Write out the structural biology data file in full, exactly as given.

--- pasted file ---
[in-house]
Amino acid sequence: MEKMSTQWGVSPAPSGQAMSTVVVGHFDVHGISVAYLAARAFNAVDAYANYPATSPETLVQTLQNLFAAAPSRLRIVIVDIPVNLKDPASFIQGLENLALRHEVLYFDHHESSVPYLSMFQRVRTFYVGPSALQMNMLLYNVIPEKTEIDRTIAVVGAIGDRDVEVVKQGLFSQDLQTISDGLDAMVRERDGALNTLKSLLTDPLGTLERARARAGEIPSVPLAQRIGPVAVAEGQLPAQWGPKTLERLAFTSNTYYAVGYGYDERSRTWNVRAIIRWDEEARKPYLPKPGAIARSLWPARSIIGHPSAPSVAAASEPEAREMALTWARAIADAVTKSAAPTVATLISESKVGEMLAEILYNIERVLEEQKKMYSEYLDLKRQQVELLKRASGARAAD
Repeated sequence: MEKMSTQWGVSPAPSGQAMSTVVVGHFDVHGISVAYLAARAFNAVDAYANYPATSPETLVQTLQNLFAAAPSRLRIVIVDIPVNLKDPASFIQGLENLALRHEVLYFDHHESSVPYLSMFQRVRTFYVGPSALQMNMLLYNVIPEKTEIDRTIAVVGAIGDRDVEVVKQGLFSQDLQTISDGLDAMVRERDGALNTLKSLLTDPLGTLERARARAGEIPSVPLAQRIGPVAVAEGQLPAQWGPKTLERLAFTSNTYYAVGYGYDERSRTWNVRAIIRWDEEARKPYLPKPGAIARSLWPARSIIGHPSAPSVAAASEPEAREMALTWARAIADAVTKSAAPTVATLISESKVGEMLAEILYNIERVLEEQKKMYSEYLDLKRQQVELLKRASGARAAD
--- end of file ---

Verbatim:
[in-house]
Amino acid sequence: MEKMSTQWGVSPAPSGQAMSTVVVGHFDVHGISVAYLAARAFNAVDAYANYPATSPETLVQTLQNLFAAAPSRLRIVIVDIPVNLKDPASFIQGLENLALRHEVLYFDHHESSVPYLSMFQRVRTFYVGPSALQMNMLLYNVIPEKTEIDRTIAVVGAIGDRDVEVVKQGLFSQDLQTISDGLDAMVRERDGALNTLKSLLTDPLGTLERARARAGEIPSVPLAQRIGPVAVAEGQLPAQWGPKTLERLAFTSNTYYAVGYGYDERSRTWNVRAIIRWDEEARKPYLPKPGAIARSLWPARSIIGHPSAPSVAAASEPEAREMALTWARAIADAVTKSAAPTVATLISESKVGEMLAEILYNIERVLEEQKKMYSEYLDLKRQQVELLKRASGARAAD
Repeated sequence: MEKMSTQWGVSPAPSGQAMSTVVVGHFDVHGISVAYLAARAFNAVDAYANYPATSPETLVQTLQNLFAAAPSRLRIVIVDIPVNLKDPASFIQGLENLALRHEVLYFDHHESSVPYLSMFQRVRTFYVGPSALQMNMLLYNVIPEKTEIDRTIAVVGAIGDRDVEVVKQGLFSQDLQTISDGLDAMVRERDGALNTLKSLLTDPLGTLERARARAGEIPSVPLAQRIGPVAVAEGQLPAQWGPKTLERLAFTSNTYYAVGYGYDERSRTWNVRAIIRWDEEARKPYLPKPGAIARSLWPARSIIGHPSAPSVAAASEPEAREMALTWARAIADAVTKSAAPTVATLISESKVGEMLAEILYNIERVLEEQKKMYSEYLDLKRQQVELLKRASGARAAD